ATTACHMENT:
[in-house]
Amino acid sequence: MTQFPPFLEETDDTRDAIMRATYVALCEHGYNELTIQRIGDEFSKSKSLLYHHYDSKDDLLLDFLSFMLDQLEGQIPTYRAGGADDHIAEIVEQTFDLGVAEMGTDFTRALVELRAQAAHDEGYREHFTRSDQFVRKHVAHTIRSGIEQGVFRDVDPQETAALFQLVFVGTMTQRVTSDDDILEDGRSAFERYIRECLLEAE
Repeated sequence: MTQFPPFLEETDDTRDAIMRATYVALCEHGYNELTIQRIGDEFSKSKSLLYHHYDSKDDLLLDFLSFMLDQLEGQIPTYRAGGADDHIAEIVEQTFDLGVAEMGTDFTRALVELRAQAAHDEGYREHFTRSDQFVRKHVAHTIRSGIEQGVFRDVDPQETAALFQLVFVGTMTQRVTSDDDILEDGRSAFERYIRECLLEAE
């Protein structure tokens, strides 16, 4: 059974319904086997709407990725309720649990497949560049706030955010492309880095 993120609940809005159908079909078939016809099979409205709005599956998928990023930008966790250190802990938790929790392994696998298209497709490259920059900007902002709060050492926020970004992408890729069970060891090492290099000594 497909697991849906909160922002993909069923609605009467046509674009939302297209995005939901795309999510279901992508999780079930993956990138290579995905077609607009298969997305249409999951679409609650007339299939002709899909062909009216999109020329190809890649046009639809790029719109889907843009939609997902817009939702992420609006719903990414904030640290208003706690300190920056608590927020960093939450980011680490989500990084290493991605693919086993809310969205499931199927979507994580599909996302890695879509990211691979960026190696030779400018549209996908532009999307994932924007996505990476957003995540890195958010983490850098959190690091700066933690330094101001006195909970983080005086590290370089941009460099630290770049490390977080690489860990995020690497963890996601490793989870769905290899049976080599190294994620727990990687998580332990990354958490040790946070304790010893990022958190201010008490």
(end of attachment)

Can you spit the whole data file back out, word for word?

[in-house]
Amino acid sequence: MTQFPPFLEETDDTRDAIMRATYVALCEHGYNELTIQRIGDEFSKSKSLLYHHYDSKDDLLLDFLSFMLDQLEGQIPTYRAGGADDHIAEIVEQTFDLGVAEMGTDFTRALVELRAQAAHDEGYREHFTRSDQFVRKHVAHTIRSGIEQGVFRDVDPQETAALFQLVFVGTMTQRVTSDDDILEDGRSAFERYIRECLLEAE
Repeated sequence: MTQFPPFLEETDDTRDAIMRATYVALCEHGYNELTIQRIGDEFSKSKSLLYHHYDSKDDLLLDFLSFMLDQLEGQIPTYRAGGADDHIAEIVEQTFDLGVAEMGTDFTRALVELRAQAAHDEGYREHFTRSDQFVRKHVAHTIRSGIEQGVFRDVDPQETAALFQLVFVGTMTQRVTSDDDILEDGRSAFERYIRECLLEAE
């Protein structure tokens, strides 16, 4: 059974319904086997709407990725309720649990497949560049706030955010492309880095 993120609940809005159908079909078939016809099979409205709005599956998928990023930008966790250190802990938790929790392994696998298209497709490259920059900007902002709060050492926020970004992408890729069970060891090492290099000594 497909697991849906909160922002993909069923609605009467046509674009939302297209995005939901795309999510279901992508999780079930993956990138290579995905077609607009298969997305249409999951679409609650007339299939002709899909062909009216999109020329190809890649046009639809790029719109889907843009939609997902817009939702992420609006719903990414904030640290208003706690300190920056608590927020960093939450980011680490989500990084290493991605693919086993809310969205499931199927979507994580599909996302890695879509990211691979960026190696030779400018549209996908532009999307994932924007996505990476957003995540890195958010983490850098959190690091700066933690330094101001006195909970983080005086590290370089941009460099630290770049490390977080690489860990995020690497963890996601490793989870769905290899049976080599190294994620727990990687998580332990990354958490040790946070304790010893990022958190201010008490």